Now that is a different question. Keep in mind that in order to double the apparent loudness of a sound, you have to increase the sound pressure level (SPL) in the room by 10 dB. However, doubling the power output of an amplifier only results in an increase in SPL of 3 dB which is audible but not significantly so. You would have to double the amp power a little over 3 times to double the loudness in the room:


Starting with a 100 watt amp


100 x 2 = 200 watts (3 dB)


200 x 2 = 400 watts (6 dB)


400 x 2 = 800 watts (9 dB)


800 x 1.5 = 1000 watts (about 1 dB)


So, if you have a 100 watt/channel amp and normally listen at an average SPL of 110 dB (way to loud, but chosen for simplicity), doubling the loudness level (increase by 10 dB) to 120 dB would require about 1000 watts/channel. Note that this is a very simplified explanation of what is going on.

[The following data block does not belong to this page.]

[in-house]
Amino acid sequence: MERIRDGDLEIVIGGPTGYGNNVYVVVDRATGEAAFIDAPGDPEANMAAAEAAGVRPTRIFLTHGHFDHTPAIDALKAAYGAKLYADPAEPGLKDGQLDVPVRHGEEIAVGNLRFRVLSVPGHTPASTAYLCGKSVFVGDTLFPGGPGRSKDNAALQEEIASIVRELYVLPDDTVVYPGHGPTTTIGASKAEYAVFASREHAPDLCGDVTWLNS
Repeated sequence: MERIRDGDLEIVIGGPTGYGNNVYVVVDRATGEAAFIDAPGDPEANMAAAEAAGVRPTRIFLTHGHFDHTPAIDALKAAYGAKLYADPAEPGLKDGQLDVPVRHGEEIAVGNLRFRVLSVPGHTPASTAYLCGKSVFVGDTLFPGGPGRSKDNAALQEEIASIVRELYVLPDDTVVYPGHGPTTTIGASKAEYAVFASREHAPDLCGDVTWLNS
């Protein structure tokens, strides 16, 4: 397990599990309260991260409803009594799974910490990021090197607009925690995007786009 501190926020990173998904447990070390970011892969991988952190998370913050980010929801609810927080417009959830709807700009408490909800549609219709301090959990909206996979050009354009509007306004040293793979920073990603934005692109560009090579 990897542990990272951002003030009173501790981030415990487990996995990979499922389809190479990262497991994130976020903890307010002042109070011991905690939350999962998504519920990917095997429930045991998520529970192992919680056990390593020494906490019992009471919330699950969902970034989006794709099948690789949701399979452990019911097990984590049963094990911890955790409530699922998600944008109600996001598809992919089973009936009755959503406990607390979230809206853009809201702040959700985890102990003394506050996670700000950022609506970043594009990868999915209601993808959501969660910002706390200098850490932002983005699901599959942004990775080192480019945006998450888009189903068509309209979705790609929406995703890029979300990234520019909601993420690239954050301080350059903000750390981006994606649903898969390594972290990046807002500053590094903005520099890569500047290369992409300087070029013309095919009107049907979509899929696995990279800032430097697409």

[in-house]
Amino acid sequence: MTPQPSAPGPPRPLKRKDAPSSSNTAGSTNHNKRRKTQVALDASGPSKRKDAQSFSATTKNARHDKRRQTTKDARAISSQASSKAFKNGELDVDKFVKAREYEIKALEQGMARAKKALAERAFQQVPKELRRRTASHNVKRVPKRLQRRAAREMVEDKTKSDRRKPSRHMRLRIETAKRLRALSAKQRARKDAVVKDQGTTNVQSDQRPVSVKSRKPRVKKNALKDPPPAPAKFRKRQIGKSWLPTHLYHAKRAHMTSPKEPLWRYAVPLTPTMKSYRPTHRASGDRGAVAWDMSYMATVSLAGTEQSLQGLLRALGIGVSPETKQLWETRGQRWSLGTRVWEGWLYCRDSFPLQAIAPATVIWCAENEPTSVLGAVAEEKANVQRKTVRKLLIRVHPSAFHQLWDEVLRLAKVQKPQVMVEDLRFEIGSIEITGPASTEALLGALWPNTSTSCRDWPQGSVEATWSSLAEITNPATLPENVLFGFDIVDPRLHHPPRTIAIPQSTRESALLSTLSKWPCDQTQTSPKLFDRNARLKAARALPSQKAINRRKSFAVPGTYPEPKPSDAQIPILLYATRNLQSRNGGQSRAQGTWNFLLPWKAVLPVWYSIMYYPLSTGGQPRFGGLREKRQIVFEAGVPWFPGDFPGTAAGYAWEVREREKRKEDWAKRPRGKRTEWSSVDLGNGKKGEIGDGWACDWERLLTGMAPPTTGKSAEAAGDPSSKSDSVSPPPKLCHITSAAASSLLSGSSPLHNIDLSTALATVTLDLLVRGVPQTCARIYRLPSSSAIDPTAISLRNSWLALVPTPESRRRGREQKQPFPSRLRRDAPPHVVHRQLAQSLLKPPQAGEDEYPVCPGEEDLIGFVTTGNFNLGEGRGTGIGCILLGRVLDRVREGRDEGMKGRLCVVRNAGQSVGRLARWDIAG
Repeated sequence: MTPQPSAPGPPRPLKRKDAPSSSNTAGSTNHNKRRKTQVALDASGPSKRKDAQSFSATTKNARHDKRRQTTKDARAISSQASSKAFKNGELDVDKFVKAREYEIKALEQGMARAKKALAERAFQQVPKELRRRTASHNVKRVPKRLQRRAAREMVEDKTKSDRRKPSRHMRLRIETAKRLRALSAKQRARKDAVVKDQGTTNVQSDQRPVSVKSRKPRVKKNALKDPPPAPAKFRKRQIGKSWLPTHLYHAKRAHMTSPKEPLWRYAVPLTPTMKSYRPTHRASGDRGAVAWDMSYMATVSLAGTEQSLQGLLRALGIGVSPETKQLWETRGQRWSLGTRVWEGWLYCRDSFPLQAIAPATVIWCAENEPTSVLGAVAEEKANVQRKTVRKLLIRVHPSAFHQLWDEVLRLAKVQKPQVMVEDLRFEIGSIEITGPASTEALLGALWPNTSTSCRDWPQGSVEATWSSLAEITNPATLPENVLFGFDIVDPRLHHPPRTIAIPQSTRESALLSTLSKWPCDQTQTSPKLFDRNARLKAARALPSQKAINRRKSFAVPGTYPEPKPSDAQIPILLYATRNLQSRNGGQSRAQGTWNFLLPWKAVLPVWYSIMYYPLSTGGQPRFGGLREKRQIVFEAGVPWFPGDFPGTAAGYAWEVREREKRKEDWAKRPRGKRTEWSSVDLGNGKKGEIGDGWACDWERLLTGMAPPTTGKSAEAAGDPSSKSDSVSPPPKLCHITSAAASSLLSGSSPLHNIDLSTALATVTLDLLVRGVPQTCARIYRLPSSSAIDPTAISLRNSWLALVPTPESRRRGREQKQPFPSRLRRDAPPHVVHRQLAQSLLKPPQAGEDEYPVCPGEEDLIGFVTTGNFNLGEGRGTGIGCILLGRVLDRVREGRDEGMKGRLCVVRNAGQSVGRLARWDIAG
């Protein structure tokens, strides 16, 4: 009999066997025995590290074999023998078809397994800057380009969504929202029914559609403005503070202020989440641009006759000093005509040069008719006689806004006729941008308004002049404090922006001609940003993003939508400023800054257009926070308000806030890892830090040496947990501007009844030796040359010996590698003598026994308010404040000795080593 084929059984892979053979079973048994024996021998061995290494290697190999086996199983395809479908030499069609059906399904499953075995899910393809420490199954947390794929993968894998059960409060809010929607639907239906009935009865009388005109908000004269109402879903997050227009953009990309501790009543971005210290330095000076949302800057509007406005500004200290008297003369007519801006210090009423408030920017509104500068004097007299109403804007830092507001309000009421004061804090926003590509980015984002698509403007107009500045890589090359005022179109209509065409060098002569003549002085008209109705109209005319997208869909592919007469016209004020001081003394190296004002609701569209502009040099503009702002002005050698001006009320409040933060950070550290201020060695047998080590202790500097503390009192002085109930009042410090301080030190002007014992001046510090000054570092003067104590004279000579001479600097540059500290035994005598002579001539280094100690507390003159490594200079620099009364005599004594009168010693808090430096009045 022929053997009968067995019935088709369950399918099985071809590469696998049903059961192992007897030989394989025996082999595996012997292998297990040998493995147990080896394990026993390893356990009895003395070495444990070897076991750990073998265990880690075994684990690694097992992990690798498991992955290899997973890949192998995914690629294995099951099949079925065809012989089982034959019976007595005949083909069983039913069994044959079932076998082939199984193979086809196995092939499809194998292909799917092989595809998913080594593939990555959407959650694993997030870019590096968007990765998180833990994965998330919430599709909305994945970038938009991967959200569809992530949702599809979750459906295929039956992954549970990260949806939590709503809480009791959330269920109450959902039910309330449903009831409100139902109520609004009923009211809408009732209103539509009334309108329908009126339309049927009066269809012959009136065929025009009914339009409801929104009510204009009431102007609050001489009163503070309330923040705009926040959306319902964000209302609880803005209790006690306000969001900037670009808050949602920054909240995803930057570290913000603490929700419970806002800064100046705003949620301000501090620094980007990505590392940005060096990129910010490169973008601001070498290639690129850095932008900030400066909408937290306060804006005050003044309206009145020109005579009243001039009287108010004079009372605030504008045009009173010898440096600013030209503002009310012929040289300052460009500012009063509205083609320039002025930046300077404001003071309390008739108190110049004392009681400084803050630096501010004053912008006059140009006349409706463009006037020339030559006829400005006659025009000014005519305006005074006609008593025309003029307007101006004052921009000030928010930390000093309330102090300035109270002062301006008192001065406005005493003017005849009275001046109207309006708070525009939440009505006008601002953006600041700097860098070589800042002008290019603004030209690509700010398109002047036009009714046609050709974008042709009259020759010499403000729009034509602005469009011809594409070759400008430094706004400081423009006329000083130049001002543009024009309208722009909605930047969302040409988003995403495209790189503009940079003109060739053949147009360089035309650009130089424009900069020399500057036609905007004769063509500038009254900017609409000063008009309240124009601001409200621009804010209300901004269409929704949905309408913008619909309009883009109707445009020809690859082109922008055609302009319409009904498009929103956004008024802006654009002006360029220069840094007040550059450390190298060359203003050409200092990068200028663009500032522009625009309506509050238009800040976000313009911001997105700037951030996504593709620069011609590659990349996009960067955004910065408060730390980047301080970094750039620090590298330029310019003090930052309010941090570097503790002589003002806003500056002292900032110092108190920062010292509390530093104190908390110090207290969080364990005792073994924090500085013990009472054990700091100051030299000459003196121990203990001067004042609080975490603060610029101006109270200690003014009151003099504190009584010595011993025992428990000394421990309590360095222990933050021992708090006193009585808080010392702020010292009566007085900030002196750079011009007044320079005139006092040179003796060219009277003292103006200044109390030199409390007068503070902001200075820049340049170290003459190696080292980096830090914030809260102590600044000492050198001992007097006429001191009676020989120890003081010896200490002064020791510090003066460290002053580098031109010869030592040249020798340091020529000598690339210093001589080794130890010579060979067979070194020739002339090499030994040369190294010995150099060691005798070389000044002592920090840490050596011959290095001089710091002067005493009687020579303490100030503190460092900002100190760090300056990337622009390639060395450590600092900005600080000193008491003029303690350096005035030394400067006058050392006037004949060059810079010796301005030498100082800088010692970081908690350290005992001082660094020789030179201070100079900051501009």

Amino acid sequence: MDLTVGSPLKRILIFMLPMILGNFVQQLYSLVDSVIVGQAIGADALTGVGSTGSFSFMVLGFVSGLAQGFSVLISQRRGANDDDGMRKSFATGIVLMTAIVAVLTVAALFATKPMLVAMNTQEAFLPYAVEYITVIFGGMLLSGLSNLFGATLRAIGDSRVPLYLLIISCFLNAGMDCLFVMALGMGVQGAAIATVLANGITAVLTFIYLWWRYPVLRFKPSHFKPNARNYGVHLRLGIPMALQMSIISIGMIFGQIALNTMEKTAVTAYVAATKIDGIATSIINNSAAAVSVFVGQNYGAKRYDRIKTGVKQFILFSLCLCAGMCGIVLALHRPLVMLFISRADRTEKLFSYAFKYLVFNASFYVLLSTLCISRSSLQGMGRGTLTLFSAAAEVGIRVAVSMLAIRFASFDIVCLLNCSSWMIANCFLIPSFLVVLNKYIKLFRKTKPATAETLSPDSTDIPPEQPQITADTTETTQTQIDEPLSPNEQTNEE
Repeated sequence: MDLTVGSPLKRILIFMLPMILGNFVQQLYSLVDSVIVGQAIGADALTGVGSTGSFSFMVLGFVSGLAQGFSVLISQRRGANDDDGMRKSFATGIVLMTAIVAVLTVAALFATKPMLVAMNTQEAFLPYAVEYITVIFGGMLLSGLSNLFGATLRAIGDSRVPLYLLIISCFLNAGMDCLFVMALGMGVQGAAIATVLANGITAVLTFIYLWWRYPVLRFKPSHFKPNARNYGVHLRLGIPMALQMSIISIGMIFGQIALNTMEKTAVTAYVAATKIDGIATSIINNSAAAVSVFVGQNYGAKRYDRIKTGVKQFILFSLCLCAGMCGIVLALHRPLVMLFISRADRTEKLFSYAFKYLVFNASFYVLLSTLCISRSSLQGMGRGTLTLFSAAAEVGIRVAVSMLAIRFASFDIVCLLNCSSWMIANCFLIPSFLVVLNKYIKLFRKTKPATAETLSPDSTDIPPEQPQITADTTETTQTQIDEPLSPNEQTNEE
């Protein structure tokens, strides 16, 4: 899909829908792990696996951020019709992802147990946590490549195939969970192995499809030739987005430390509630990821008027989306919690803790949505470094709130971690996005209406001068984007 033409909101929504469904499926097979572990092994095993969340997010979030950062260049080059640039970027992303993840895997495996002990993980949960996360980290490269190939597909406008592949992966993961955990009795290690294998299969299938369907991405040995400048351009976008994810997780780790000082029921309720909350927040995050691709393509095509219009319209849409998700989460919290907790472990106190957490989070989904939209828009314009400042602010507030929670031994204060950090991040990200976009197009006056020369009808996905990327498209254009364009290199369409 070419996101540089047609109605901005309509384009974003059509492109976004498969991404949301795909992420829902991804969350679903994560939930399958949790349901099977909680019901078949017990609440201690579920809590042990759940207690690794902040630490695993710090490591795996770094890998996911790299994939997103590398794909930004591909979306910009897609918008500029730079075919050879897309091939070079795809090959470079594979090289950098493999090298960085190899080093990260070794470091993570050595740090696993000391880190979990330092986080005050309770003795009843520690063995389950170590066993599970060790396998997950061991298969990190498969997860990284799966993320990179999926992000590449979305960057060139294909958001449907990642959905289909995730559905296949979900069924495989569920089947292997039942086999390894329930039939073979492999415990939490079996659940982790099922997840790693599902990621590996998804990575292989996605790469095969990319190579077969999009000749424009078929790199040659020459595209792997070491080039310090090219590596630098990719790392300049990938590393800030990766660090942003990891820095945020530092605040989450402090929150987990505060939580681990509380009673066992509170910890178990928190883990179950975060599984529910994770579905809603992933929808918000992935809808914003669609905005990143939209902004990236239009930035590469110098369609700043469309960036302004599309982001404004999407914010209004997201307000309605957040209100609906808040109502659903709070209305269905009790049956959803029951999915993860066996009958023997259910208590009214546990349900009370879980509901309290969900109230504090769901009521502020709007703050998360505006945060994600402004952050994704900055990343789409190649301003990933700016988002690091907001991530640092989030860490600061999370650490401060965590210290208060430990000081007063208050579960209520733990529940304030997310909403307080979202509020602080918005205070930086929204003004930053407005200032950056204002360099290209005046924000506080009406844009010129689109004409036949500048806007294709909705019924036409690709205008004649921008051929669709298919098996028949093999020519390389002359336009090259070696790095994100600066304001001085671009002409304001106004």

·
Registered
Joined
·
26,476 Posts

Quote:
So, if you have a 100 watt/channel amp and normally listen at an average SPL of 75 dB, doubling the loudness level (increase by 10 dB) to 85 dB would require about 800 watts/channel. Note that this is a very simplified explanation of what is going on.


That is sounding way to confusing and very inaccurate.


First 75dB is generally much less then 1 Watt since speakers with 90dB sensitivity only need 1 Watt to product 90 dBs



100W is about +20dB of gain so 100W into a 90dB speaker is 110dBs.


Lets just not assume that the "0" setting on the AVR = 75dB because its never that simple.


Room gain, speaker sensitivity and so on will matter in terms of what "0" means. Most people set their "0" to a high SPL reference level and NOT 75dB.


Conclusion "0" = some high SPL level that does not really matter.
 

·
Registered
Joined
·
5,253 Posts

Quote: